Manchester City, Liverpool and Manchester United statistics scary but Illan Meslier and Leeds United boast impressive numbers too
Illan Meslier says he doesn’t look at statistics but the knowing grin on his face as he talked about the ‘hard’ games coming up betrayed an acute awareness of just how busy he might be for the next 270 minutes of Leeds United football.
At 21, Meslier has already played 67 senior league games in three different divisions and, when the Whites go to Manchester City for Saturday’s early kick-off, he’ll reach the 30-game mark in the Premier League.
His first taste of top-flight football, since a loan move from FC Lorient was made permanent for a thrifty £6m or so, has been as sweet as he might have wished for.
Although only four sides have conceded more goals than Leeds, in February he set a new Premier League record for clean sheets in a single season for a keeper under the age of 21 with his eighth of the campaign. He’s since recorded another to give him the sixth-highest, top-flight tally for 2020/21.
Leeds’ relentless attacking brand of football has, at times, kept him far more involved than he was in the latter stages of the 2019/20 Championship season, when their dominance and control largely protected him.
When Leeds have the ball he plays a full part – no other keeper in the English top tier has made more successful passes or taken more touches of the ball.
When Leeds don’t have the ball, he’s called upon with great frequency – he’s made 115 saves in the Premier League this season and, in Europe’s top five leagues, only Sam Johnstone of West Brom has made more. He has also won more duels than any of his top-flight peers.
“I don’t look at the statistics,” he said before Saturday’s win over Sheffield United.
“I’m focused on each game. It’s good when I make a lot of saves but, sometimes, it’s good to make no saves, because your defence is good and [the] team defends well. It’s my job, I’m ready to make the save in each minute of the game. I’m happy, if I can keep like this, it’s fine.”
It would indeed be good if Meslier had few saves to make on Saturday at the Etihad, or when Liverpool visit Elland Road on Monday, April 19, or when Leeds host Manchester United six days later.
Although the Whites held Pep Guardiola’s superstars to a 1-1 draw at home earlier in the season, they shipped four at Anfield and six at Old Trafford.
Meslier, discussing the importance of a win over the Blades, couldn’t hide his smile as he admitted they would then face a few ‘very hard’ games.
If he were to break with his tradition and sneak a peek at the statistics, they would back him up.
Leeds’ next trio of opponents all rank in the Premier League’s top four for goals, shots, shots on target and chances created.
As it happens, and quite incredibly, the newly-promoted Whites, with a squad containing players once considered mid-table Championship operators, themselves are a top-six side when it comes to all of those metrics, and will expect to cause problems in each of these upcoming games.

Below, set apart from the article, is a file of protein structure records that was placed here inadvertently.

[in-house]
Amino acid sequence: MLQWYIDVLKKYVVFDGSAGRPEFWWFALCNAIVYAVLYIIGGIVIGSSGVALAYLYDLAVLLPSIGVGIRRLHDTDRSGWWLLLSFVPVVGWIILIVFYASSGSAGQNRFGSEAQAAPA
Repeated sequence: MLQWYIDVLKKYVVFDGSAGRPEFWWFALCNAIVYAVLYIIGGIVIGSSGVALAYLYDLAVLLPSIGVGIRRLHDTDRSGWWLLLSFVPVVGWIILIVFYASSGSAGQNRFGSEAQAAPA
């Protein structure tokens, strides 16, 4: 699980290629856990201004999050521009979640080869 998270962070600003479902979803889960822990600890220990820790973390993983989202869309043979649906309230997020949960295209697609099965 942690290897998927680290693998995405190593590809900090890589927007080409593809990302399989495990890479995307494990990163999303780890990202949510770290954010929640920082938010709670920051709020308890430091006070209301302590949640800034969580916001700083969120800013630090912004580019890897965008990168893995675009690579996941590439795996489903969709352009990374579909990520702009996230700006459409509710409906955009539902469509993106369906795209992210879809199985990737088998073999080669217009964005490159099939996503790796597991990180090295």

They ran Liverpool very close and could have taken something from that game, they weathered the fiercest of storms to give City all they could handle and, more in that draw and even in the thumping across the Pennines, they had their moments.
The best form of defence for Marcelo Bielsa’s side is often attack, keeping the ball in the opposition half by winning it high up the pitch through their aggressive press and, preferably, finishing all their attacks with a shot at goal so there’s at least some chance to get defensively set before the opposition begin their next move.
Opposition managers claim, from time to time, that Leeds want a basketball match, because they’re so good at counter attacking and so dangerous when spaces open up, but Bielsa’s ideal would be to set up camp in the opposition half and direct one-way traffic.
But there is an inevitability, when facing teams who have each created, on average, 11 chances per game, teams with players of the quality of the otherworldly Kevin de Bruyne, the in-form Diogo Jota and shot-machine Bruno Fernandes, that Meslier will be called into action with some degree of regularity.
Leeds, not just through the way they sometimes expose themselves to danger but through the world-class ability in the teams they’re facing, are highly unlikely to be able to dominate these games.
The key, therefore, will be to avoid errors in the defensive third of the pitch. These next opponents need no helping hand. Few teams in the Premier League do, as Meslier knows full well.
“Each action, if you make a mistake in this part of the pitch, you can concede a goal,” said the youngster who, as much through the scale of his involvement with the ball at his feet and the quality of the opposition as carelessness, has made more errors leading directly to shots than any other Premier League player this season.
In his defence, only two of his mistakes have been recorded as directly responsible for goals conceded.
The truth is, however, that no matter how Meslier and his Leeds team-mates fare in this trio of games, his and their post-promotion season can already be considered a triumph. Staying up was the aim and they’re well on course to do that with bells on.
For every scary statistic about City, Liverpool and Manchester United, there is one that paints Meslier and Leeds in a light brighter than even the most ardent of Leeds fans would have dreamed, back in September.
He will be a busy man, but it’s very possible that his opposite numbers will be too. The way Meslier’s Premier League introduction and Leeds United’s return has gone, just about anything is possible in these games.
Leeds United versus Manchester City, Liverpool and Manchester United. Don’t look at the statistics, but strap yourself in.